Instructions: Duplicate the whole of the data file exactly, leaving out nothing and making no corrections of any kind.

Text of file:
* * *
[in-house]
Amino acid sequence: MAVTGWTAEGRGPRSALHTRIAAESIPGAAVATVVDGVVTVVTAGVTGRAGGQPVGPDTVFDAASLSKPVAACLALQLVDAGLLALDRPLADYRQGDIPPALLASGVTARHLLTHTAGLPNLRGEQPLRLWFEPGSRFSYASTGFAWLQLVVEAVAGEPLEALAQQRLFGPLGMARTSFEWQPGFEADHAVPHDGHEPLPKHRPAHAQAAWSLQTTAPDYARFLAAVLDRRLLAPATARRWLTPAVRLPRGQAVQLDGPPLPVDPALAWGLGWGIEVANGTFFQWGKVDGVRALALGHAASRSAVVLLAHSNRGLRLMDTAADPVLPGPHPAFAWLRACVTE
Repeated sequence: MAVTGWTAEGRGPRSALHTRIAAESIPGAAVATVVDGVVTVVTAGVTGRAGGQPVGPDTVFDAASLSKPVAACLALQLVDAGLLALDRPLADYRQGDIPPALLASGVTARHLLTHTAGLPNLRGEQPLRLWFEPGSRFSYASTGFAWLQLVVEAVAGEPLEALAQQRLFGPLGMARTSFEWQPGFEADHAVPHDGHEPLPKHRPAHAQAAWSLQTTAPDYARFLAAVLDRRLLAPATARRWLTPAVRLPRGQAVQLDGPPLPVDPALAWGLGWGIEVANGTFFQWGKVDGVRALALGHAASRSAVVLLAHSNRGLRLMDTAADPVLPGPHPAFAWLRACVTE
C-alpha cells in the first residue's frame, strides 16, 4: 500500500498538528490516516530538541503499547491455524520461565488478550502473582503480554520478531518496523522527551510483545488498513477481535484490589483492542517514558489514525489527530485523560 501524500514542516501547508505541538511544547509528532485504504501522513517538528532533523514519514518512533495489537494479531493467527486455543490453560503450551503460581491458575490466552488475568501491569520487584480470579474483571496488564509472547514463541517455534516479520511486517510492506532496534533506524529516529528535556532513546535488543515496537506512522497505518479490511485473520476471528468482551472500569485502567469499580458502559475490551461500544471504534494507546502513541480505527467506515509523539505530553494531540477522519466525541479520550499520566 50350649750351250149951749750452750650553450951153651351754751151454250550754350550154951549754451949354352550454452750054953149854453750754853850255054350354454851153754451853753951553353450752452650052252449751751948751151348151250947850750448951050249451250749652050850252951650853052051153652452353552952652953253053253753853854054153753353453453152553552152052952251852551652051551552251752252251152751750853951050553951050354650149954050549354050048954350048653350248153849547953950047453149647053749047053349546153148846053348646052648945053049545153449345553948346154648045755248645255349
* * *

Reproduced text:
[in-house]
Amino acid sequence: MAVTGWTAEGRGPRSALHTRIAAESIPGAAVATVVDGVVTVVTAGVTGRAGGQPVGPDTVFDAASLSKPVAACLALQLVDAGLLALDRPLADYRQGDIPPALLASGVTARHLLTHTAGLPNLRGEQPLRLWFEPGSRFSYASTGFAWLQLVVEAVAGEPLEALAQQRLFGPLGMARTSFEWQPGFEADHAVPHDGHEPLPKHRPAHAQAAWSLQTTAPDYARFLAAVLDRRLLAPATARRWLTPAVRLPRGQAVQLDGPPLPVDPALAWGLGWGIEVANGTFFQWGKVDGVRALALGHAASRSAVVLLAHSNRGLRLMDTAADPVLPGPHPAFAWLRACVTE
Repeated sequence: MAVTGWTAEGRGPRSALHTRIAAESIPGAAVATVVDGVVTVVTAGVTGRAGGQPVGPDTVFDAASLSKPVAACLALQLVDAGLLALDRPLADYRQGDIPPALLASGVTARHLLTHTAGLPNLRGEQPLRLWFEPGSRFSYASTGFAWLQLVVEAVAGEPLEALAQQRLFGPLGMARTSFEWQPGFEADHAVPHDGHEPLPKHRPAHAQAAWSLQTTAPDYARFLAAVLDRRLLAPATARRWLTPAVRLPRGQAVQLDGPPLPVDPALAWGLGWGIEVANGTFFQWGKVDGVRALALGHAASRSAVVLLAHSNRGLRLMDTAADPVLPGPHPAFAWLRACVTE
C-alpha cells in the first residue's frame, strides 16, 4: 500500500498538528490516516530538541503499547491455524520461565488478550502473582503480554520478531518496523522527551510483545488498513477481535484490589483492542517514558489514525489527530485523560 501524500514542516501547508505541538511544547509528532485504504501522513517538528532533523514519514518512533495489537494479531493467527486455543490453560503450551503460581491458575490466552488475568501491569520487584480470579474483571496488564509472547514463541517455534516479520511486517510492506532496534533506524529516529528535556532513546535488543515496537506512522497505518479490511485473520476471528468482551472500569485502567469499580458502559475490551461500544471504534494507546502513541480505527467506515509523539505530553494531540477522519466525541479520550499520566 50350649750351250149951749750452750650553450951153651351754751151454250550754350550154951549754451949354352550454452750054953149854453750754853850255054350354454851153754451853753951553353450752452650052252449751751948751151348151250947850750448951050249451250749652050850252951650853052051153652452353552952652953253053253753853854054153753353453453152553552152052952251852551652051551552251752252251152751750853951050553951050354650149954050549354050048954350048653350248153849547953950047453149647053749047053349546153148846053348646052648945053049545153449345553948346154648045755248645255349